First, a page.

US eases Syria restrictions to support earthquake relief
Follow the latest on the earthquake in Turkey and Syria
US sanctions on Syria “will not stand in the way” of saving lives after Monday’s earthquake in Syria and Turkey, the US Treasury promised while easing restrictions to allow new relief efforts and pledging $85 million in humanitarian aid.
The Treasury’s Syria General Licence authorises earthquake relief efforts that would otherwise be prohibited by sanctions regulations for 180 days.
It comes after some in Syria claimed that US sanctions were hindering relief efforts after the earthquake.
The US relief package will be administered by the US Agency for International Development (USAid) and sent to partners in the countries.
“USAid is providing emergency food and shelter for refugees and newly displaced people, winter supplies to help families brave the cold, critical healthcare services to provide trauma support, safe drinking water to prevent disease, and hygiene and sanitation assistance to keep people safe and healthy,” the agency said on Thursday.
An aid convoy earlier on Thursday reached rebel-held north-western Syria for the first time since the earthquake, going through the only open border crossing — Bab Al Hawa on the Turkish side.
The death toll from the earthquake exceeded 21,000 on Friday morning as hopes faded of finding more people alive in the rubble of collapsed buildings.
The aid announcement comes after Secretary of State Antony Blinken spoke on Thursday by telephone with Turkish Foreign Minister Mevlut Cavusoglu to discuss the Nato ally’s needs.
“We are proud to join the global efforts to help Turkey just as Turkey has so often contributed its own humanitarian rescue experts to so many other countries in the past,” State Department spokesman Ned Price said.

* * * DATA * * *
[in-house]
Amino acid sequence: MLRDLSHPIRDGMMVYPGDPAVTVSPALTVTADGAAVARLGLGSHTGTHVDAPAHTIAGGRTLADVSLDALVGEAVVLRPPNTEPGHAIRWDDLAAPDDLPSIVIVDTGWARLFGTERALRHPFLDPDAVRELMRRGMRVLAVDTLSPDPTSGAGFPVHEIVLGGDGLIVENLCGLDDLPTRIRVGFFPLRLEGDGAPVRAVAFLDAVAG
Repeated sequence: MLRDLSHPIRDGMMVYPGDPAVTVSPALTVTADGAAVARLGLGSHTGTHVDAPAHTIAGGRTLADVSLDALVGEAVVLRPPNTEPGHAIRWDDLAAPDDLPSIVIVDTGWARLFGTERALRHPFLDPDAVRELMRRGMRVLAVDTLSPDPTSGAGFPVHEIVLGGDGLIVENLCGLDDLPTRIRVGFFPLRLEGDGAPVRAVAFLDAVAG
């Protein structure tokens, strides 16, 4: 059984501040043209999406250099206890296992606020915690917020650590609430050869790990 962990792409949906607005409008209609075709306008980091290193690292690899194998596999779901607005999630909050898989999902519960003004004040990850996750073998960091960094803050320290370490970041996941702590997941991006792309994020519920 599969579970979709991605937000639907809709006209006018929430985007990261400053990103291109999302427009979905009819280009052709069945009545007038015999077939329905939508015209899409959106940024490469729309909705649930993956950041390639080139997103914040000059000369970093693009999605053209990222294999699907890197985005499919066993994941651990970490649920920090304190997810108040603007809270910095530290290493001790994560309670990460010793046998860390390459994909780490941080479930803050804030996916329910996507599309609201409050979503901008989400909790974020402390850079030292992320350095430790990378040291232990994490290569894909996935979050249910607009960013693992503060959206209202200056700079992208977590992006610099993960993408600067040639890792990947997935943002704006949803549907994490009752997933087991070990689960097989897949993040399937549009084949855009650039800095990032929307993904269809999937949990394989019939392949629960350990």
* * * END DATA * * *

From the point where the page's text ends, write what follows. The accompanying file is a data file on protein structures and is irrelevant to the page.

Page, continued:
The Treasury Department later announced the temporary lifting of some Syria-related sanctions.
“Our deepest condolences go out to the people of Turkey and Syria for the tragic loss of life and destruction in the wake of devastating earthquakes,” said Wally Adeyemo, Deputy Secretary of the Treasury.
“As international allies and humanitarian partners mobilise to help those affected, I want to make very clear that US sanctions in Syria will not stand in the way of life-saving efforts for the Syrian people.
“While US sanctions programmes already contain robust exemptions for humanitarian efforts, today the Treasury is issuing a blanket General Licence to authorise earthquake relief efforts so that those providing assistance can focus on what’s needed most: saving lives and rebuilding.”
US sanctions programmes are not aimed at legitimate humanitarian assistance, including earthquake disaster relief efforts, the Treasury said.
The US has sent rescue teams to Turkey and has contributed concrete breakers, generators, water purification systems and helicopters, officials said on Thursday.
USAid said rescue teams were focused on badly-hit Adiyaman, a city in south-eastern Turkey, seeking survivors with dogs, cameras and listening devices.
Following major damage to roads and bridges, the US military has sent Black Hawk and Chinook helicopters to transfer supplies, it said.
On Tuesday, the president of the Syrian Arab Red Crescent urged the US to lift economic sanctions that he said were hampering rescue and relief operations in the country.
But the US government said several general licences already in place permitted most activities in support of humanitarian assistance, including in regime-held areas, by the UN, the US government and some NGOs.
“While sanctions relief alone cannot reverse long-standing structural challenges and the brutal tactics of the Assad regime, it can ensure that sanctions do not inhibit the life-saving assistance needed following this disaster,” the Treasury said.